How Much Does A Content Marketing Strategy Cost?

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In the ongoings of our agency, one of the most frequently asked questions is: how much does a content marketing strategy cost? A suitable answer to a seeming simple question is indeed not so simple. In the following article, we delve into this issue and answer your questions.

Crispy Content's Gerrit Grunert explaining Content Marketing Excellence Method

Crispy Content's Gerrit Grunert explaining Content Marketing Excellence Method

What is the goal of a content marketing strategy?

In order to offer suitable pricing for a content marketing strategy, we have to answer a few questions first. Then the question arises as to what are the goals of such a strategy. 

A complete content marketing strategy is nothing more than a master plan to reach marketing goals, in the best case scenario it provides a successful return on marketing invest. We always say that conscious marketing and not just marketing goals are of interest, because marketing, in opposition to brand building or branding, has the intention of transmitting information somewhere between an offer and an inquiry. It therefore follows the brand strategy as shown in the following graphic.

The immediate goals for a content marketing strategy 

The mediation process hinges between supply and demand, stated simply: the customer journey for our target users in the conversion funnel has a temporal dimension. No one makes a marriage proposal on the first date. Therefore, various intermediate goals must be reached during the process, which can then be broken down within the conversion funnel.

  1. First and foremost, we have to encourage the user to engage with us and our message. Our message can be found on social networks, in search engine results pages, in advertisements, on our partner offers and many more.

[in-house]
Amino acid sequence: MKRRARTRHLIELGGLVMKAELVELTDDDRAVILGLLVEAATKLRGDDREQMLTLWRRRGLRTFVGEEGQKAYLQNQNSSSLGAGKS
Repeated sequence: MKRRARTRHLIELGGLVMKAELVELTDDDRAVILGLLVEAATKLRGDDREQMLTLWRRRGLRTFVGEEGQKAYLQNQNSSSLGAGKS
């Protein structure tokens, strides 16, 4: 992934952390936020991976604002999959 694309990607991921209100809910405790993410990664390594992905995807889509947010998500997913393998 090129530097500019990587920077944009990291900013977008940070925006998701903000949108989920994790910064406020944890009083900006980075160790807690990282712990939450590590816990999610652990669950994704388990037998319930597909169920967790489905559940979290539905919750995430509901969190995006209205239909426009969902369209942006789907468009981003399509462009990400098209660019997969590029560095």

2. Then the user should be motivated to take a specific and concrete action regarding the particular offer. At this point, the user is a visitor.
  3. In the third step, we want to convert the previously anonymous or synonymous user into a unique, albeit virtual user. This usually happens when an email address is provided. This turns the user into a lead.
  4. They then qualify through a combination of high-quality content offerings and individualized emails: first the Marketing Qualified Lead, which is assigned to the appropriate Marketing Message, then the Sales Qualified Lead, which is a user that is ready to be contacted. All this happens through the quantitative evaluation of the collected profile, behavioral data, and lead scoring.
  5. Once a purchase takes place, the user converts into a customer. The purchase can be done both digitally and physically.
  6. In order to establish a long-term relationship with our customer, we need to provide them with customer-friendly recommendations using tailor-made information through our marketing channels. The final step is that they become a fan.

The working areas of a content marketing strategy

Each stage of our conversion funnel has its own battlefield where “the fight for the favor of the user” is fought. These “battlegrounds” must therefore be audited, evaluated and designed within the strategy. It’s about creativity, content, search engine optimization, social media marketing, native advertising, PPC advertising, email marketing and marketing automation. This list could be extended to infinity depending on customer needs. We have learned that content marketing is a fairly comprehensive staple discipline for many specialized disciplines that have individual expert curriculums.

The structure of a content marketing strategy

A marketing strategy is, regardless of the discipline, a construct that comes from quantitative methodologies that utilizes both qualitative interpretation and quantitative data, including the creative design of future measures. The scope of such a strategy could include:

  • the quantity and quality of the data provided in the inventory
  • the data in the fields of research
  • the number of special disciplines included in the strategy